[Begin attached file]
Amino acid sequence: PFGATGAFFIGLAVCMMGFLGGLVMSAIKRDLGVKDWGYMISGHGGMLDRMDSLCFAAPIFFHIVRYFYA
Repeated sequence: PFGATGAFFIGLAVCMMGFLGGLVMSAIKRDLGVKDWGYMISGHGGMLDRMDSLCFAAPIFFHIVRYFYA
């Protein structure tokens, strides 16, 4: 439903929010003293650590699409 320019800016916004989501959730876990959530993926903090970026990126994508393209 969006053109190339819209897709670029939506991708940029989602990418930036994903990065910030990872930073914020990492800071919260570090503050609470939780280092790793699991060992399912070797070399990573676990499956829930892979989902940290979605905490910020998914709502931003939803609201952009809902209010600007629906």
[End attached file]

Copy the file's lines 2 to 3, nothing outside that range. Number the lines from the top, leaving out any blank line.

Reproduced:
Repeated sequence: PFGATGAFFIGLAVCMMGFLGGLVMSAIKRDLGVKDWGYMISGHGGMLDRMDSLCFAAPIFFHIVRYFYA
């Protein structure tokens, strides 16, 4: 439903929010003293650590699409 320019800016916004989501959730876990959530993926903090970026990126994508393209 969006053109190339819209897709670029939506991708940029989602990418930036994903990065910030990872930073914020990492800071919260570090503050609470939780280092790793699991060992399912070797070399990573676990499956829930892979989902940290979605905490910020998914709502931003939803609201952009809902209010600007629906």